Aristocratic groups are economic enterprises through the medium of kinship. Elite surnames, as Clarke and Cumming do point out, are named after estates: they’re identifying an economic enterprise, landownership and household estate, behind the kinship practice of naming. What is being combined is economic property with kinship ties as titular estates are conflated with titled persons. These are what Claude Lévi-Strauss called ‘house based societies’ (1987). Countless examples attest to this but Shakespeare is the best. Take this from Bolingbroke from the same play;

‘dispark’d my parks, and fell’d my forest woods;

From mine own windows torn my household coat,

Razed out my impress, leaving my no sign,

Save in men’s opinions, and my living blood,

To shew the world I am a gentleman. (Richard II)

Spoken as the death speech to those who are condemned to beheading, Bolingbroke is suggesting that the destruction of his property bearing his name, that is, his estate – the park, woods, windows with his coat of arms, the symbols that manifest outwardly his noble blood – make him a gentleman and their destruction warrants death. As Peter Stallybrass (2002:276) puts it: “Name is constituted by things. Take away the things and the name disappears, or is emptied out.”

So much so with property and naming that its institutionalisation in heraldry becomes what Maurice Keen (1984:128) a ‘branch of erudition’ in medieval culture and down the centuries: to have one’s name turned into precious property through the heraldic art of emblazoning became a general practice for those seeking nobility and social distinction. Those who were learned and invested in such a culture were forming a means of social distinction that conflated name and property, and with it, inheritances. “The instinct to make of arms more than a mere mark of recognition, to make them convey messages of pride of loyal service, martial achievement and family connection, and to exemplify special virtues, was at work from the beginning.” (Keen, 1984:131)

Furthermore such learned involvement or erudition in heraldic insignia is bound up with ancestor worship itself, not merely inheritance of property. Eponymous ancestors, i.e. those named and recalled in the present through the surname, are fetishized through material property itself. Surnames have a history – or, more appropriately, a mythology – behind them as they recall the origin of present social practice and identity through the past. Ancestor’s triumphs in battle; in establishing the house and estate; in establishing marriages and making fruitful decisions, all this, is manifest through symbols inherited by descendants not to mark descent but to mark elite station in name and property:  “for one sufficiently versed”, argues Keen (1984:132), heraldry recalls much more than “the identity of an individual and his descent in blood, but a whole associated history of ancestral chivalrous achievement.”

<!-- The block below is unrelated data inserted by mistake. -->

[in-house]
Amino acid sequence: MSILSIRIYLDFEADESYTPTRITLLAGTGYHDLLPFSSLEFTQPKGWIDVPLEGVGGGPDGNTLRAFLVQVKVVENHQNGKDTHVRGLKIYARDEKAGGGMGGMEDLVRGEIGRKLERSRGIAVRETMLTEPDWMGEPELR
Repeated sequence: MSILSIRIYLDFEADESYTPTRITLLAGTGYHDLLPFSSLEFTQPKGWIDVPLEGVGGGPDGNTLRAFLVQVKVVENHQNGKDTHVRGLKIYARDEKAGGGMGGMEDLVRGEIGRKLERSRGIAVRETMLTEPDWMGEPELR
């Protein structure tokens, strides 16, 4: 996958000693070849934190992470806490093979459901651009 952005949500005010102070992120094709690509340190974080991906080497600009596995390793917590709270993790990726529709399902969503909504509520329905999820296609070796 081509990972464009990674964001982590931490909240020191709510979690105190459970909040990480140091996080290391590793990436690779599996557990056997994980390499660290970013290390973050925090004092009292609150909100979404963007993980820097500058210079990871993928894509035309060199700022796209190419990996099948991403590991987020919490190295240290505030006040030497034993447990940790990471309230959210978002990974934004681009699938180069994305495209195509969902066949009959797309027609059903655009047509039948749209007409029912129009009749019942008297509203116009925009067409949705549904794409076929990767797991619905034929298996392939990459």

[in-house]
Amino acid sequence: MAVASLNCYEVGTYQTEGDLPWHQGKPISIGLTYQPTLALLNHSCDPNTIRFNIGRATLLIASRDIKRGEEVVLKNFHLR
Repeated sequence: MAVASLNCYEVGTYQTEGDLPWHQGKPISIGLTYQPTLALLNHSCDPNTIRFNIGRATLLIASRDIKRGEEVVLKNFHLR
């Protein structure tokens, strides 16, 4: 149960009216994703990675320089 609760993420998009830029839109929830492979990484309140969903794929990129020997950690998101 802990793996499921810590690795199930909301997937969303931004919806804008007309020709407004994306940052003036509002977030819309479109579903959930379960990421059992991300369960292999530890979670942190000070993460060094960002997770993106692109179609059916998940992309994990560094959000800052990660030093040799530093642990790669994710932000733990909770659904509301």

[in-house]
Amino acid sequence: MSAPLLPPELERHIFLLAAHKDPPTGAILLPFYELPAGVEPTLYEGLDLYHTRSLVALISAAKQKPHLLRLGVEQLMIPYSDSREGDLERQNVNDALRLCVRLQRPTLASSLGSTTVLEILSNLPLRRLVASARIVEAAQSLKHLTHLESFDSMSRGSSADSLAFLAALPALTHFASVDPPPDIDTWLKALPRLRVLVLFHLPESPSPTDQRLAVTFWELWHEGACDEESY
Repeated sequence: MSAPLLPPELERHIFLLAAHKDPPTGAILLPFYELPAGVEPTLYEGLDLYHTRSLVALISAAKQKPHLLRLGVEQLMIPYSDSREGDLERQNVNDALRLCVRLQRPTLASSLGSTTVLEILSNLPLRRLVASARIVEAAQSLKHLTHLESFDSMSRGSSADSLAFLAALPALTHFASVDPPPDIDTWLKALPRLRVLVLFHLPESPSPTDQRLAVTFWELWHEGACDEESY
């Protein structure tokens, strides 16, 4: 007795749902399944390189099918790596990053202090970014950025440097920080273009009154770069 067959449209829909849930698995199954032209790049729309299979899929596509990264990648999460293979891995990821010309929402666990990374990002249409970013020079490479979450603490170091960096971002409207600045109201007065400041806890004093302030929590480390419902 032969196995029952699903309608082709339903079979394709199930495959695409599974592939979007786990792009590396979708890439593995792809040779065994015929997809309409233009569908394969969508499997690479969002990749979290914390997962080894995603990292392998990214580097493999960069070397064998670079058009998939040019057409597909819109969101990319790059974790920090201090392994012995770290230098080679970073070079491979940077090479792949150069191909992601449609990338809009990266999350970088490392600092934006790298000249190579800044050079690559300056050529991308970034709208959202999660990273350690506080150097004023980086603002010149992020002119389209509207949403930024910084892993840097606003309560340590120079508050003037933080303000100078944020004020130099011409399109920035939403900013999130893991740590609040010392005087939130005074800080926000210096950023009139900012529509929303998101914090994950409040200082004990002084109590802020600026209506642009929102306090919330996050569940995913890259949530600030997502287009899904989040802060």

So much for names as that neutral variable that identifies a genetic inheritance. In this respect the surname is not merely an indicator or variable but a central cultural value, indeed, aristocratic culture is manifest through it. As such it becomes extremely powerful in the history of elite association and their preservation. Active measures of social closure are required. Stallybrass (2002) suggests that in modern culture we often forget that the pre-capitalist ideology conflates people with property, names and things, economics and kinship and as such remains today. In line with this, the problem Clark and Cumming have is that they, too, forget the active social processes and ideologies at work with surnames. For most of us, i.e. non-elites, this is what a name is: neutral or nominal. Seldom are we reminded of their significance and even more so we are not aware of their history. Strangely, Clark and Cumming fetishize names – the elite and non-elite names – but don’t probe behind them. They ignore how culturally significant they are and, as such, misrepresent social mobility. Names are never neutral property; they are fought over and preserved by active processes of social closure.


Clark, Gregory & Cumming, Neil (2013), ‘Surnames and social mobility’: published online at

Fellowes, Julian (2005), Snobs: A novel (London: Phoenix)

Godelier, Maurice (1999), The Enigma of the Gift, (Cambridge: Polity)

Keen, Maurice (1984), Chivalry, (New Haven: Yale University Press)

Simmel, Georg (1950), The Sociology of Georg Simmel, translated, edited, and with an introduction by Kurt H. Wolff., (New York: The Free Press)

Stallybrass, Peter (2002), ‘The value of culture and the disavowal of things’, in Turner, Henry S. (ed), The Culture of Capital, (London: Routledge)

Weiner, Annette, (1985), ‘Inalienable wealth’, American Ethnologist, Vol. 12, No.2, pp.210-277.